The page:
275-280 Transfiguration: ("richly wreathed" with grain) Demeter Mourning Persephone,
painting by Evelyn De Morgan (aka Evelyn Pickering, English Pre-Raphaelite) (1906)
Persephone as Peplos Kore (Κόρη),
Acropolis Museum, Athens, 6th c. BCE
Evelyn De Morgan's Painting|
of "Demeter Mourning"
"De Morgan's painting of Demeter [illustrated above] shows the goddess in a golden robe that matches the color of the ripe grain decorating her blond hair. The Homeric Hymn to Demeter described her as a 'bright goddess' and observed that 'from the divine body of the goddess a light shone afar, while golden tresses spread down over her shoulders, so that the strong house was filled brightness as with lightning' [L-275-280]. De Morgan's glowing figure of Demeter and the dawn sky behind her overpower the darkness of the rocks in the foreground, and the barren. rocky ground, blasted by Demeter's grief and anger, is offset by signs of renewed life. [...] The dawn sky is a recurrent allegory of resurrection in De Morgan's paintings, while the grain serves not only as an attribute of the beneficent Demeter but as a reminder of the wheat symbolizing rebirth through the Messiah in the Christian tradition.
De Morgan's painting is unusual in showing Demeter alone, since male artists of the nineteenth century typically focused on the abduction of Persephone...or her return from the underworld.
Joseph Kestner, in Mythology and Misogyny [52, 238-239], has suggested that these images of Persephone are attempts to reinforce male (and industrial) authority in the face of a myth that was clearly based on matriarchal (and agricultural) tradition."
from "Evelyn Pickering De Morgan and the Allegorical Body," p. 96, By Elise Lawton Smith (2002)
___ ___ ___
"Metaneira probably has as much to contribute to Demeter's growth and transformation as any other female in the story [...] After lashing out at Metaneira, Demeter reveals her identity, then she softens her tone [L-268-274]. This appears to be an attempt at reconciliation. Demeter does not dwell on her angst or harbor resentment. Instead she gives Metaneira and the people of Eleusis the opportunity to mollify her by building a temple in her honor. She gives them a way out of the quandary in which they find themselves. [...] Demeter's tone of reconciliation is perhaps an indication, as Kathie Carlson observes in Life's Daughter/Death's Bride [p.30], Demeter recognizes that she has shared in Metaneira's erroneous — and very human — assumption about the finality of death. Metaneira forcefully brings home the point to Demeter that what appears in human eyes to be a catastrophe of gargantuan proportions may not be a catastrophe after all. Instead it may be the precursor to empowerment and new life. In other words, through Metaneira's very human reaction to the death of her son, Demeter may have recognized that, like Metaneira, she may have misunderstood the apparent death of her daughter."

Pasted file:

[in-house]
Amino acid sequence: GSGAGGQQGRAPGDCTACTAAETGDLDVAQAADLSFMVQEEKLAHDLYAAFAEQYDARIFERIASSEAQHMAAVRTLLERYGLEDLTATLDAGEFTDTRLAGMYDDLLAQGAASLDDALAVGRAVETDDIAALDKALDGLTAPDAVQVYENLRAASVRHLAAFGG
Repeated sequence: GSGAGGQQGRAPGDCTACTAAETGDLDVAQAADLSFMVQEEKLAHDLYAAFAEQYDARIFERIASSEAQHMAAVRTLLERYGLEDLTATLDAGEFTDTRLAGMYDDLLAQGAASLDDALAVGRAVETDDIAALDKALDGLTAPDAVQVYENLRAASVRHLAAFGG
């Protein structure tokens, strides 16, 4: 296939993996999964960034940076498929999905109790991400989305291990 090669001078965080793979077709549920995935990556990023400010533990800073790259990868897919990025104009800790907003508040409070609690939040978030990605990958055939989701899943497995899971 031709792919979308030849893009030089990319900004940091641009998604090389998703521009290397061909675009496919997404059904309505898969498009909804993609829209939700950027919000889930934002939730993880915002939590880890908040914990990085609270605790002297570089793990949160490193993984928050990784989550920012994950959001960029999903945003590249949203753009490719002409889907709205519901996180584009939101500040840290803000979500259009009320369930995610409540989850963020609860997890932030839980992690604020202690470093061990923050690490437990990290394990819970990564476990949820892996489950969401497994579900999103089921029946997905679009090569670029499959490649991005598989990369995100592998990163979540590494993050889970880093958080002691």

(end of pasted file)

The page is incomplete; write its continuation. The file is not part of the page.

from "Demeter and Persephone: Lessons from a Myth," p. 88,
by Tamara Agha-Jaffar (2002)
___ ___ ___
Early bronze age, Cycladic vase, with net designs, Phylakopi,
Melos, early 3rd millennium, BCE.
___ ___ ___
Plato's Great Vision
at the Temple at Eleusis
"Plato tells us that beyond this ephemeral and imperfect existence here below, there is another Ideal world of Archetypes, where the original, the true, the beautiful Pattern of things exists for evermore. Poets and philosophers for millennia have pondered and discussed his conception. It is clear to me where Plato found his 'Ideas'; it was clear to those who were initiated into the Mysteries among his contemporaries too. Plato had drunk of the potion in the Temple of Eleusis and had spent the night seeing the great Vision."